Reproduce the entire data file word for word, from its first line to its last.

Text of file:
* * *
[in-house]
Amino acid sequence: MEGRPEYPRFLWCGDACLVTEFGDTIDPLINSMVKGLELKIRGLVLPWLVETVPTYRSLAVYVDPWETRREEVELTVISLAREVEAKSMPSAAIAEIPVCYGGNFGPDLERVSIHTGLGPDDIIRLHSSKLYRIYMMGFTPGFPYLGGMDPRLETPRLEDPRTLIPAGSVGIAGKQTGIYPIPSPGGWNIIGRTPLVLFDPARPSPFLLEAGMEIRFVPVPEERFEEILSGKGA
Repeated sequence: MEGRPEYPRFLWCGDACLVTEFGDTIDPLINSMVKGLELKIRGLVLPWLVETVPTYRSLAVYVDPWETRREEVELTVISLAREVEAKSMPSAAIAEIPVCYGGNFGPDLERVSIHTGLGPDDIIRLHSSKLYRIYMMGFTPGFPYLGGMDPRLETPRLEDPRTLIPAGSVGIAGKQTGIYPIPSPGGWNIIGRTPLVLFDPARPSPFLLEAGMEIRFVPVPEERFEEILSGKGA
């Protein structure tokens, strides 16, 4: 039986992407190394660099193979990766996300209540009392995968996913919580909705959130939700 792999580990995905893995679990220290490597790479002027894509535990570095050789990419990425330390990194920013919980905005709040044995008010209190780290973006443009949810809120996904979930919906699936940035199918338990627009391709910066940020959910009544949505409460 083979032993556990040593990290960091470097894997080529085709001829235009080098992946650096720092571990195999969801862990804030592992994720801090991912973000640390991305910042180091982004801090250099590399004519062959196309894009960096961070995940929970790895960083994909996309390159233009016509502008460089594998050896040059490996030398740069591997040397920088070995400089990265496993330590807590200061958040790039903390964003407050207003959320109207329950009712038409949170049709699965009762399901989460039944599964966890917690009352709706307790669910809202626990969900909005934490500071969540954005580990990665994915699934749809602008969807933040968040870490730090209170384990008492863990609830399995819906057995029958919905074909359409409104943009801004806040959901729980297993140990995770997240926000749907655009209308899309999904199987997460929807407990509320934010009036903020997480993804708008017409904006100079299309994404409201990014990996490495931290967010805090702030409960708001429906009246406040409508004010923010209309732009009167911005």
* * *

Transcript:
[in-house]
Amino acid sequence: MEGRPEYPRFLWCGDACLVTEFGDTIDPLINSMVKGLELKIRGLVLPWLVETVPTYRSLAVYVDPWETRREEVELTVISLAREVEAKSMPSAAIAEIPVCYGGNFGPDLERVSIHTGLGPDDIIRLHSSKLYRIYMMGFTPGFPYLGGMDPRLETPRLEDPRTLIPAGSVGIAGKQTGIYPIPSPGGWNIIGRTPLVLFDPARPSPFLLEAGMEIRFVPVPEERFEEILSGKGA
Repeated sequence: MEGRPEYPRFLWCGDACLVTEFGDTIDPLINSMVKGLELKIRGLVLPWLVETVPTYRSLAVYVDPWETRREEVELTVISLAREVEAKSMPSAAIAEIPVCYGGNFGPDLERVSIHTGLGPDDIIRLHSSKLYRIYMMGFTPGFPYLGGMDPRLETPRLEDPRTLIPAGSVGIAGKQTGIYPIPSPGGWNIIGRTPLVLFDPARPSPFLLEAGMEIRFVPVPEERFEEILSGKGA
């Protein structure tokens, strides 16, 4: 039986992407190394660099193979990766996300209540009392995968996913919580909705959130939700 792999580990995905893995679990220290490597790479002027894509535990570095050789990419990425330390990194920013919980905005709040044995008010209190780290973006443009949810809120996904979930919906699936940035199918338990627009391709910066940020959910009544949505409460 083979032993556990040593990290960091470097894997080529085709001829235009080098992946650096720092571990195999969801862990804030592992994720801090991912973000640390991305910042180091982004801090250099590399004519062959196309894009960096961070995940929970790895960083994909996309390159233009016509502008460089594998050896040059490996030398740069591997040397920088070995400089990265496993330590807590200061958040790039903390964003407050207003959320109207329950009712038409949170049709699965009762399901989460039944599964966890917690009352709706307790669910809202626990969900909005934490500071969540954005580990990665994915699934749809602008969807933040968040870490730090209170384990008492863990609830399995819906057995029958919905074909359409409104943009801004806040959901729980297993140990995770997240926000749907655009209308899309999904199987997460929807407990509320934010009036903020997480993804708008017409904006100079299309994404409201990014990996490495931290967010805090702030409960708001429906009246406040409508004010923010209309732009009167911005």